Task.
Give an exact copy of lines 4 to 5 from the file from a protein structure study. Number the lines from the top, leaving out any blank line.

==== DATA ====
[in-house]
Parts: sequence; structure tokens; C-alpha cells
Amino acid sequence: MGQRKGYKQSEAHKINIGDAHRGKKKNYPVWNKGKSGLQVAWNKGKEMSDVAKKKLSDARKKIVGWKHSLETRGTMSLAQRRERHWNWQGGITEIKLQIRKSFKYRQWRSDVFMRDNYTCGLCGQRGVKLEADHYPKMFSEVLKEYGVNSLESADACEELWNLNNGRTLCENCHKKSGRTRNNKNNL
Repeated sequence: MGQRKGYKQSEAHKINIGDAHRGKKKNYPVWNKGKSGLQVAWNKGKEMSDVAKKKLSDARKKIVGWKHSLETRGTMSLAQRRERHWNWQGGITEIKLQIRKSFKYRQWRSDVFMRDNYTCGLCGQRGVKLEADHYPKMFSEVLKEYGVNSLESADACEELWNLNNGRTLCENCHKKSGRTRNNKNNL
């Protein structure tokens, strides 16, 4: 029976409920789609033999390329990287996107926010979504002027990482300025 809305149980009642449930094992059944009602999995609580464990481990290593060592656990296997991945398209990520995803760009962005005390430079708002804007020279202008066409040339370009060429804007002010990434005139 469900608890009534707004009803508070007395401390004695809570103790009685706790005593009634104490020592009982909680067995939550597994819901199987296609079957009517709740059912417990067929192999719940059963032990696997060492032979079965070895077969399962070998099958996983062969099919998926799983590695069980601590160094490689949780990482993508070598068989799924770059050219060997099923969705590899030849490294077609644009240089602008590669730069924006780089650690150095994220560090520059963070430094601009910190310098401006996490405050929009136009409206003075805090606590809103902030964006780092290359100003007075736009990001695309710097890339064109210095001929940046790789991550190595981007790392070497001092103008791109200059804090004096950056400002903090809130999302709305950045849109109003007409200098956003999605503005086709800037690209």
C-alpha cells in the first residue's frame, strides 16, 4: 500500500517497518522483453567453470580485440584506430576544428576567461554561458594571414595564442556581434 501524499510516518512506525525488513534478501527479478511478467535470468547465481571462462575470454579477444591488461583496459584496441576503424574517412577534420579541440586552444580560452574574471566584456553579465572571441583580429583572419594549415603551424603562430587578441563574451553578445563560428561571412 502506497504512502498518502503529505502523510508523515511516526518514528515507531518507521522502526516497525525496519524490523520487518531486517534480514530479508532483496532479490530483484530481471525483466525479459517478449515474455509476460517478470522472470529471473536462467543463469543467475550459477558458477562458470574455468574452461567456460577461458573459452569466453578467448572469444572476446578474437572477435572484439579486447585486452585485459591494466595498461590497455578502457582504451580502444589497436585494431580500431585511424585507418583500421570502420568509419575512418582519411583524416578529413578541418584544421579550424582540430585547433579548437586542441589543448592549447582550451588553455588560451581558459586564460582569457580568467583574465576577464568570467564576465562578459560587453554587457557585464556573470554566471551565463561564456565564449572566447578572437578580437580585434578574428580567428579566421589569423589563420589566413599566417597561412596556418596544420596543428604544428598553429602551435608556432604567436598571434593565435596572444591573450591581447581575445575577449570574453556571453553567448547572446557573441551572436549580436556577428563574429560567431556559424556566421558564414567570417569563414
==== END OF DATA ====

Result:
Repeated sequence: MGQRKGYKQSEAHKINIGDAHRGKKKNYPVWNKGKSGLQVAWNKGKEMSDVAKKKLSDARKKIVGWKHSLETRGTMSLAQRRERHWNWQGGITEIKLQIRKSFKYRQWRSDVFMRDNYTCGLCGQRGVKLEADHYPKMFSEVLKEYGVNSLESADACEELWNLNNGRTLCENCHKKSGRTRNNKNNL
């Protein structure tokens, strides 16, 4: 029976409920789609033999390329990287996107926010979504002027990482300025 809305149980009642449930094992059944009602999995609580464990481990290593060592656990296997991945398209990520995803760009962005005390430079708002804007020279202008066409040339370009060429804007002010990434005139 469900608890009534707004009803508070007395401390004695809570103790009685706790005593009634104490020592009982909680067995939550597994819901199987296609079957009517709740059912417990067929192999719940059963032990696997060492032979079965070895077969399962070998099958996983062969099919998926799983590695069980601590160094490689949780990482993508070598068989799924770059050219060997099923969705590899030849490294077609644009240089602008590669730069924006780089650690150095994220560090520059963070430094601009910190310098401006996490405050929009136009409206003075805090606590809103902030964006780092290359100003007075736009990001695309710097890339064109210095001929940046790789991550190595981007790392070497001092103008791109200059804090004096950056400002903090809130999302709305950045849109109003007409200098956003999605503005086709800037690209």